Magpie Murders by Anthony Horowitz is this month’s read at the Kindle English Mystery Club on Goodreads. I really enjoyed this read with its “book within a book” set up. I have seen this technique used in the past but not as successfully. The book “within” was an obvious homage to Christie’s Poirot and as such was a fun read.
I also liked having insight into the editor’s mind as she analyzed the book trying to work out the ending and then she used the same technique to solve her real mystery. I wasn’t certain about the outcome of the Atticus Pund mystery and I enjoyed the reveal and the use of misinterpretation. I suspected the villain in the real mystery early on but still enjoyed reading through Susan’s reveal and seeing how she put all the pieces together. The connection between the two mysteries was particularly clever. Highly recommended for fans of classic mysteries and modern ones.
Gather the Daughters by Jennie Melamed is told from the point of view of four girls living in an isolated religious cult that sprung up after a great scourge caused the rest of the world to be deemed “the wasteland”. This is a tremendously disturbing book that tackles child sexual abuse, grooming and pedophilia, euthanasia, misogyny, religious absolutism, and male power and violence. There are shades of Lord of the Flies and Handmaid’s Tale both present here. Absolutely compelling writing. The girls’ characters are incredibly well drawn and pull the reader completely into their horrifying world. There is one scene of extreme animal cruelty that caused me to put the book down for a short while, but I did finish it. I wouldn’t say I “enjoyed” this book, it was too disturbing, but it is a powerful book and it shines a light on some uncomfortable topics.
The Conflict: How Modern Motherhood Undermines the Status of Women by Elisabeth Badinter is a non-fiction read. While I didn’t agree with all of her conclusions from her data, the points that she raises are thought-provoking and an important consideration, not only for feminists, but for mothers and fathers. The connections to Rousseau’s naturalism as a school of thought are interesting as is the historical perspective on motherhood in France contrasted with other countries.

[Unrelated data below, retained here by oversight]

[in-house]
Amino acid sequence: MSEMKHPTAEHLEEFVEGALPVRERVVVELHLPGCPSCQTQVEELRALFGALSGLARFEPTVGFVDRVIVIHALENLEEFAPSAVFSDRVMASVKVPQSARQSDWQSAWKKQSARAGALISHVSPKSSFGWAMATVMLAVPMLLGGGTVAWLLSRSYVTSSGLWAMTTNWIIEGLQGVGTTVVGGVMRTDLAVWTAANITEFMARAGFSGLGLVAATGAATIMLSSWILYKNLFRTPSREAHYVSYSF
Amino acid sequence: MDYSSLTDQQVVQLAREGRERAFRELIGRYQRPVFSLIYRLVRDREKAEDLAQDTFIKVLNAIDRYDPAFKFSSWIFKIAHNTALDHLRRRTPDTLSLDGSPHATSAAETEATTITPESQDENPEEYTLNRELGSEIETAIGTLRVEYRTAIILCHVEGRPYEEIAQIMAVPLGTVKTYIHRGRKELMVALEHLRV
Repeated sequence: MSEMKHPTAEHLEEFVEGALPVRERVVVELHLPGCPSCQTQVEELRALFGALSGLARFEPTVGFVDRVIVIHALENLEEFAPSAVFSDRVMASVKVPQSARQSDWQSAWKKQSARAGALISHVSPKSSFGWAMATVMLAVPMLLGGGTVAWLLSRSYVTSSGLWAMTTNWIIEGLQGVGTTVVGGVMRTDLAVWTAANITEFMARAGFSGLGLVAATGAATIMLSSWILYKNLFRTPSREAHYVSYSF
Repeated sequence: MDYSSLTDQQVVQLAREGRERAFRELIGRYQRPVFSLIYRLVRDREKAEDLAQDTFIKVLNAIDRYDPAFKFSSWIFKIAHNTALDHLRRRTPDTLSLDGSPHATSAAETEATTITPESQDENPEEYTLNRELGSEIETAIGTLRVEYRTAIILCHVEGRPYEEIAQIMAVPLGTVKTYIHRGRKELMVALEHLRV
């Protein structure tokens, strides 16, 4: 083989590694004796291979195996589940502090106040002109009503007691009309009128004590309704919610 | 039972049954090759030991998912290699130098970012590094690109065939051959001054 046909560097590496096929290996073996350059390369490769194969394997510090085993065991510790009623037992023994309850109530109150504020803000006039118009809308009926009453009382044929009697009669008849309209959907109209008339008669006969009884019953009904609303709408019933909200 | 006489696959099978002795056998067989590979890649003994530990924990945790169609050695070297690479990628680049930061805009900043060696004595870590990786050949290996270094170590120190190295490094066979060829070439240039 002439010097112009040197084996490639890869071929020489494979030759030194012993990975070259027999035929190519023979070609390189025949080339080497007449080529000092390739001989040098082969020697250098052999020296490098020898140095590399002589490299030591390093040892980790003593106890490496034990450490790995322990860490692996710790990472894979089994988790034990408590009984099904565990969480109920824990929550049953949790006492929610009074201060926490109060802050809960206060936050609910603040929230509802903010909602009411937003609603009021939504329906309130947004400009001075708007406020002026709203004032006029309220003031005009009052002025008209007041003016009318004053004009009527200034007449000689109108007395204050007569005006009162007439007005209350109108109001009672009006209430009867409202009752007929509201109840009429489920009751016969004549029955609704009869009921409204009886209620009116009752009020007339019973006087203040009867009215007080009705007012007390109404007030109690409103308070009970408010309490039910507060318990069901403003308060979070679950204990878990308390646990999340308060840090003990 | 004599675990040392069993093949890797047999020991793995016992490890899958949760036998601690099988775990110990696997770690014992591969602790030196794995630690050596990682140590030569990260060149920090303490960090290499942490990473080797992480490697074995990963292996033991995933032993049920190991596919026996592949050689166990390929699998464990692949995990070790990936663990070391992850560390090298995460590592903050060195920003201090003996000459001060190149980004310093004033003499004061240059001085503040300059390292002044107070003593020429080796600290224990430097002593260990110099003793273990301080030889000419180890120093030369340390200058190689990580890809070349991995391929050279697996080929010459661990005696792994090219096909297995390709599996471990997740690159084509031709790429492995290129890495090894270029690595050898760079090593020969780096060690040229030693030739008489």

In the Still by Jacqueline Chadwick is a murder mystery involving Ali, a former profiler, who has emigrated from the UK to Canada with her family. A murder occurs in her small town, not far from her house and she immediately senses that the scene is not a one-off killing. The novel follows Ali and her eager side kick’s investigation tracking a serial killer that not everyone, including Ali’s husband, is sure exists. Ali as a character is her own worst enemy in some ways. She can be rude, antagonistic, anxious and sinks into depressive funks. She is not a very likeable protagonist, but she is certainly intelligent and what is more, she is the only one capable of and willing to do whatever it takes to solve the crime. Good start to a new series.